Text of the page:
Two Johnson County communities are determined to capture—and control—the next wave of suburban growth.
Greenwood wants to annex 1,800 acres around a planned interchange at Worthsville Road and Interstate 65, but will keep the land zoned agricultural to enforce adherence to a master plan. Meanwhile, Whiteland has created a tax-increment-finance district in hopes of drawing a developer to participate in a new, master-planned town center.
Real estate experts think it will take many years for each community’s vision to come to fruition.
On the new interchange, Greenwood Mayor Mark Myers said he wants to avoid the clutter of gas stations and hotels that sprang up at Main Street and I-65.
Myers said he’s willing to wait for high-quality projects, such as professional office buildings and upscale eateries to serve them.
“We’re going to stick to our guns this time on what we do and don’t allow in that area,” he said. “I would rather wait a few years and not make a mistake.”
A suburban Indianapolis developer, however, said government officials might have trouble imposing their vision.
“My general opinion on trying to drive demand, that’s very tough to do,” said Brian Mann, managing partner at Mann Properties. “You think an interchange should be something—who knows if the people who have the money will agree?”
Whiteland, on the other hand, is hungry for new housing, retail and employers. At the same time, town officials have heard residents’ pleas for public parks and trails, and they want to ensure that future developments provide common green space and pedestrian connectivity.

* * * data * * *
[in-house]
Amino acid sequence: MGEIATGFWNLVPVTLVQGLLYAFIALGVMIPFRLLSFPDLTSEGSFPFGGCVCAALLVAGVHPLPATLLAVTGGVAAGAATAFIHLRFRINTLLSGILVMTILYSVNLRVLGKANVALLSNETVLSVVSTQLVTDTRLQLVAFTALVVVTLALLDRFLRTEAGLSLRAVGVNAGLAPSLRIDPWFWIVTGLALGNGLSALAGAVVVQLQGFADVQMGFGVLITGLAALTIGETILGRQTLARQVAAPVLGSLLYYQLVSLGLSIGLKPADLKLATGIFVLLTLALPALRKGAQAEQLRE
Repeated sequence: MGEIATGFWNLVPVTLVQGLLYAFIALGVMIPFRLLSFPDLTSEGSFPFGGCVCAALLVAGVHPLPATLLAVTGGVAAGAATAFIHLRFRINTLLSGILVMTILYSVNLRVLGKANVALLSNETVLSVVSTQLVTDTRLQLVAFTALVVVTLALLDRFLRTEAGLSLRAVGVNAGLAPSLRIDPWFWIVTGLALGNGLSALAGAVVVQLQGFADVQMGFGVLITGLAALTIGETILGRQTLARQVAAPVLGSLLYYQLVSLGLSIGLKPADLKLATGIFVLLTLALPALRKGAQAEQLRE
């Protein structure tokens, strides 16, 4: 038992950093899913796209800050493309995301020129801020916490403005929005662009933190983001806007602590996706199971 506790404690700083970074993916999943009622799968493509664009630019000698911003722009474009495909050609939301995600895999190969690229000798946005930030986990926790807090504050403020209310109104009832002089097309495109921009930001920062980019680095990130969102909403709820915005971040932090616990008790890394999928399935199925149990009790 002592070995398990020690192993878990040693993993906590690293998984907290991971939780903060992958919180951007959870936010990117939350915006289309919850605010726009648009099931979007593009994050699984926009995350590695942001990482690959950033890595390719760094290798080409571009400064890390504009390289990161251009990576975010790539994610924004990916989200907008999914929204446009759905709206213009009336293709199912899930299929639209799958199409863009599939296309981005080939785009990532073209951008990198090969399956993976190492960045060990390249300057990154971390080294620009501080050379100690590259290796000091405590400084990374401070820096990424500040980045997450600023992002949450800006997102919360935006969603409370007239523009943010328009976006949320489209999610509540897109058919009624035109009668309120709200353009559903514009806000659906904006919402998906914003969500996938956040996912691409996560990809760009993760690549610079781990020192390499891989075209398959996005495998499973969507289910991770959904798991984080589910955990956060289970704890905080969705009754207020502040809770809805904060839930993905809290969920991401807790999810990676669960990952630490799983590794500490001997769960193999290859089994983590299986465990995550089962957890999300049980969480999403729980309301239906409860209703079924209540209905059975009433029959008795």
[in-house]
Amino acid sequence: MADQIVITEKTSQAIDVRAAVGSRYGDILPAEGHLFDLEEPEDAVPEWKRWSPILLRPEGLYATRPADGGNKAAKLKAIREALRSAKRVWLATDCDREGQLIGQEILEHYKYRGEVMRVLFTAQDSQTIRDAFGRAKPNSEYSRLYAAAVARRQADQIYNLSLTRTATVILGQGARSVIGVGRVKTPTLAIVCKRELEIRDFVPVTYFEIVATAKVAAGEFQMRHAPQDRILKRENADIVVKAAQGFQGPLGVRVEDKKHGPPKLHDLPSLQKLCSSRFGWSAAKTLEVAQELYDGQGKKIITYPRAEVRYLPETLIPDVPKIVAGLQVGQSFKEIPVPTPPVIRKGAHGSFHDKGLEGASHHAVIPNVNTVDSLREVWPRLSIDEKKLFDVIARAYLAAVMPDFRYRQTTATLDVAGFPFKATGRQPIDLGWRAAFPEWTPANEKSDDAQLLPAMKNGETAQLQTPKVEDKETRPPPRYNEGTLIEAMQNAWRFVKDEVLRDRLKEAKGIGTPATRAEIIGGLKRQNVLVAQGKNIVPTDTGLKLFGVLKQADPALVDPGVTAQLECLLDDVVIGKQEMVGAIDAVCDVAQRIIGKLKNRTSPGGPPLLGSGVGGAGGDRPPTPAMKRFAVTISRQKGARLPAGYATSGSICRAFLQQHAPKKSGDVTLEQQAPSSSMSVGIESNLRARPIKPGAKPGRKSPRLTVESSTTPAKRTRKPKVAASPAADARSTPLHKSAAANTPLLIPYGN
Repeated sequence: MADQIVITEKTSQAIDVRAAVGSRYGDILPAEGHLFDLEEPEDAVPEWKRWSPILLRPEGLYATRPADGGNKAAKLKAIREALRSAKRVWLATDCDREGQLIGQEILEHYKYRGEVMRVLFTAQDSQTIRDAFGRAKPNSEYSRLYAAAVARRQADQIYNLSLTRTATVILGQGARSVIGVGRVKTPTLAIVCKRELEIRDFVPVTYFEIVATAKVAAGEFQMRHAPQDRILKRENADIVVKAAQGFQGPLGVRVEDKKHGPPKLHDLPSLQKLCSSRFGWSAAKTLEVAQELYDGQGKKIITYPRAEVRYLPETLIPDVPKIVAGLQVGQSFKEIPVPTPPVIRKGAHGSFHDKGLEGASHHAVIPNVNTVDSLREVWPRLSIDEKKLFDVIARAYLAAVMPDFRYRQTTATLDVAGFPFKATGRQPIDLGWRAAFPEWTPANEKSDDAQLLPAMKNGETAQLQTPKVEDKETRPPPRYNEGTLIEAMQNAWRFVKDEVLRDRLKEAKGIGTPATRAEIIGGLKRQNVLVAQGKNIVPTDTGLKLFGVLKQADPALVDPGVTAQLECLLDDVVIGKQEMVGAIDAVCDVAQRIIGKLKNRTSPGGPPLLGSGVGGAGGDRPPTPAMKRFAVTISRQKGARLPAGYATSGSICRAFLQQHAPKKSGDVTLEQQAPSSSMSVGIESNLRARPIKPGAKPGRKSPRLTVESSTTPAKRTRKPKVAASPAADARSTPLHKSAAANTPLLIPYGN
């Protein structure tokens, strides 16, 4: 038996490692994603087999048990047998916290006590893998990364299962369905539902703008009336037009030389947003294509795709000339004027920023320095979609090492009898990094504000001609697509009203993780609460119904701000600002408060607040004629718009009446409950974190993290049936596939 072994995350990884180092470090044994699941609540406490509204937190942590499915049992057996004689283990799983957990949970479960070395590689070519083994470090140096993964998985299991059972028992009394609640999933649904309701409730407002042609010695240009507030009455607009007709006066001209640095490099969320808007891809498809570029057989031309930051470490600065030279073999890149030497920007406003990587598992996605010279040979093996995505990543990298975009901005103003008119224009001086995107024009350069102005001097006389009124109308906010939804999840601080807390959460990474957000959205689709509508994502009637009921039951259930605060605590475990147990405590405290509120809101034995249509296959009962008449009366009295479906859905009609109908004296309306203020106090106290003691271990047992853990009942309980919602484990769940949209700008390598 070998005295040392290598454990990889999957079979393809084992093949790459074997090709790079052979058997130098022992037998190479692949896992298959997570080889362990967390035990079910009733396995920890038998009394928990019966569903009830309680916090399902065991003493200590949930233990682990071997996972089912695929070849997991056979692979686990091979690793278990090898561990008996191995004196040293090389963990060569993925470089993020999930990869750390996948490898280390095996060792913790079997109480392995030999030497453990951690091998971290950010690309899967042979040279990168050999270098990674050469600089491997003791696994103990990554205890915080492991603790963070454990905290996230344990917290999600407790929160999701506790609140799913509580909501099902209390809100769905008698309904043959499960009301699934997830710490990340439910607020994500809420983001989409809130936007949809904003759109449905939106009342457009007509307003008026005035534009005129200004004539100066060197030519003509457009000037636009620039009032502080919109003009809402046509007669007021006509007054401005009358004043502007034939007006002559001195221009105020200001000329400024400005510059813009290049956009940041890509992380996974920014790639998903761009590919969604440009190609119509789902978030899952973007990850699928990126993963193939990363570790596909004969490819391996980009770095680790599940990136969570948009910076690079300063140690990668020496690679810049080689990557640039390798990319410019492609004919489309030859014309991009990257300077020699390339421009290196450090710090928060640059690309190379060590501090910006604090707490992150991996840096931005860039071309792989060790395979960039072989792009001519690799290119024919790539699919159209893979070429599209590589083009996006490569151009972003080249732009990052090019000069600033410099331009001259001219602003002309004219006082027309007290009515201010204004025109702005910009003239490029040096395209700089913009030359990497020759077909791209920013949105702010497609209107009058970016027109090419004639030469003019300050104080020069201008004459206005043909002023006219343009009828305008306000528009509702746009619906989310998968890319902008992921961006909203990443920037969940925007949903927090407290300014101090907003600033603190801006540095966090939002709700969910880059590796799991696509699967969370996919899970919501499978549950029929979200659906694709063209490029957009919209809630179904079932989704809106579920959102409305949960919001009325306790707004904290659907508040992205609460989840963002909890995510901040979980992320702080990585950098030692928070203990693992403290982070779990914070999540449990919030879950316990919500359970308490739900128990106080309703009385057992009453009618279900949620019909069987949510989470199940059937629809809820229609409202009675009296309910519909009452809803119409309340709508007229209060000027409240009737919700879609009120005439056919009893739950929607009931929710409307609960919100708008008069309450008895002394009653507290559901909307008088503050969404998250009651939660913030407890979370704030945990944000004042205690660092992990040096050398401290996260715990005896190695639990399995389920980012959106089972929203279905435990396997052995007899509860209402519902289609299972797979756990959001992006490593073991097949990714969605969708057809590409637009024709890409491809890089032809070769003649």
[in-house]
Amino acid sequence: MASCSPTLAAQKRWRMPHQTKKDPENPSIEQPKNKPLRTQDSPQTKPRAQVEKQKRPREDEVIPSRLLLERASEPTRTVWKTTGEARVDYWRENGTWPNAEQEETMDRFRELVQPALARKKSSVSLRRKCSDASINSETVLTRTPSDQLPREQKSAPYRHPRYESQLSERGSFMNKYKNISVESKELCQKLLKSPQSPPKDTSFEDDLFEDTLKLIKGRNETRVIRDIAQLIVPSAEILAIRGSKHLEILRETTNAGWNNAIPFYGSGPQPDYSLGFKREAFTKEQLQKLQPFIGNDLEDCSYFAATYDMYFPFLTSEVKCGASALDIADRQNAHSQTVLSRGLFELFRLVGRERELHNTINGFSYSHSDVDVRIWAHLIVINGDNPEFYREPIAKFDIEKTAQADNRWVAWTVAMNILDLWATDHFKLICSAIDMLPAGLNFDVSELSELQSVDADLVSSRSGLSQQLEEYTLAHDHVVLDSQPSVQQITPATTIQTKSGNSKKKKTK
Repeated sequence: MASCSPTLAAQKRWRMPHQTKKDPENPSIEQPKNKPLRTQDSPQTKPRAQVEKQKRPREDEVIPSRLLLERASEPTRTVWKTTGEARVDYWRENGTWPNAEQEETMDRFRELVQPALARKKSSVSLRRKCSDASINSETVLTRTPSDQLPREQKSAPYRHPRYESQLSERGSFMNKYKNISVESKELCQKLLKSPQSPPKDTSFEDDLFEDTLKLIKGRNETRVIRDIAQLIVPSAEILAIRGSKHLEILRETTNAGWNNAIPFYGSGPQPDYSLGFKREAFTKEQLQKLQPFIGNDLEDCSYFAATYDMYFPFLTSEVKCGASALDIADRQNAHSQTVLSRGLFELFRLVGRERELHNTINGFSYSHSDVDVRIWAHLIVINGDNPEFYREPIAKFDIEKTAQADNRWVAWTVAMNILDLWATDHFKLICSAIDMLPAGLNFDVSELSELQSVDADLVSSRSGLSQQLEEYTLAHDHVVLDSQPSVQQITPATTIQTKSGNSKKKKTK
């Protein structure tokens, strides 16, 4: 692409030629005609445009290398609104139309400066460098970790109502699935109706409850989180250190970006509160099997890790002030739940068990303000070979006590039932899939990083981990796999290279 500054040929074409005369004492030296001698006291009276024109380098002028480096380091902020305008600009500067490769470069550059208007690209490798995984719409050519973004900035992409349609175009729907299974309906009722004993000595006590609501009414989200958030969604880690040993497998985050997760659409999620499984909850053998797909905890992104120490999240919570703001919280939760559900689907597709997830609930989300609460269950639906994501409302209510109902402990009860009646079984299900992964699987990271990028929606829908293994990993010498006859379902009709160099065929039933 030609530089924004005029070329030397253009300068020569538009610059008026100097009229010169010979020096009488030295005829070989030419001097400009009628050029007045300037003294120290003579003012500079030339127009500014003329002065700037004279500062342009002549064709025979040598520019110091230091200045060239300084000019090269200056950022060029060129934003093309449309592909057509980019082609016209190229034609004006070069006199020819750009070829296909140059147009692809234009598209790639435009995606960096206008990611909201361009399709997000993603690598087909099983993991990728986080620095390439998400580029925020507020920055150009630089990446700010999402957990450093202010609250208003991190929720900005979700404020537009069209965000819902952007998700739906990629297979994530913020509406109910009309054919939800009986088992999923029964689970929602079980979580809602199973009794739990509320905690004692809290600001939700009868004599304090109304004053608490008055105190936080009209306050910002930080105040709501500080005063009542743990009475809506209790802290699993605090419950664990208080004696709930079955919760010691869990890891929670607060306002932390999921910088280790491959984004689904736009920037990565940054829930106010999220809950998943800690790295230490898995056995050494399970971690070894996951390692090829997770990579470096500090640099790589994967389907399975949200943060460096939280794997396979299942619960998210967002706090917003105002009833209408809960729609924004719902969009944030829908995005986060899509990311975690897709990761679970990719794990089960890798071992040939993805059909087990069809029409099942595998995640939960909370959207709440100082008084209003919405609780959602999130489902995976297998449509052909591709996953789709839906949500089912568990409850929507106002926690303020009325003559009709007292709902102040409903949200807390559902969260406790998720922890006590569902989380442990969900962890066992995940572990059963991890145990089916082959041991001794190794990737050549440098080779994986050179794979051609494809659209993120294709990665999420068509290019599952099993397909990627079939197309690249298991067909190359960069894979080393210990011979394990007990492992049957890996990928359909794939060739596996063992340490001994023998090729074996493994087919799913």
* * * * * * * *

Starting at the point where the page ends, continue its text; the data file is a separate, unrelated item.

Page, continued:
Whiteland officials think the fastest path toward achieving those goals is a new TIF district covering 359 acres. The district would capture the historic business corridor along Main Street, plus a wide swath of mostly farmland to the east. That’s where they hope to create a new town center, modeled after the one under way in Fishers.
TIFs help spur economic development by using property taxes generated by new development to pay off bonds issued to fund public investment. For Whiteland, making the strategy work hinges on attracting a development partner, a tall order for a town of 4,100 people.
“It looks like they’ve got a really good master plan,” said John Cunningham, director of sales and leasing at Allen Commercial Group, which has built offices, residences and retail buildings in the south suburbs.
“It’s going to come in smaller pieces than they had originally envisioned or would like,” he predicted.
Greenwood’s push for a new interchange stemmed from congestion along Worthsville Road.
The city plans to widen Worthsville to four lanes, and it has committed up to $11 million in local money for the new interchange, which the Indiana Department of Transportation recently agreed to build in 2014.
Realizing the amount of land being opened for development, Greenwood hired American Structurepoint to help craft a master plan.
The 1,800-acre area, which is southwest and east of the future interchange, would capture 112 parcels and an estimated 195 residents. The city would classify all the land as agricultural, which allows the consenting landowners to receive 10-year tax abatements under state statute and forces future development to go through Greenwood’s planning and zoning boards.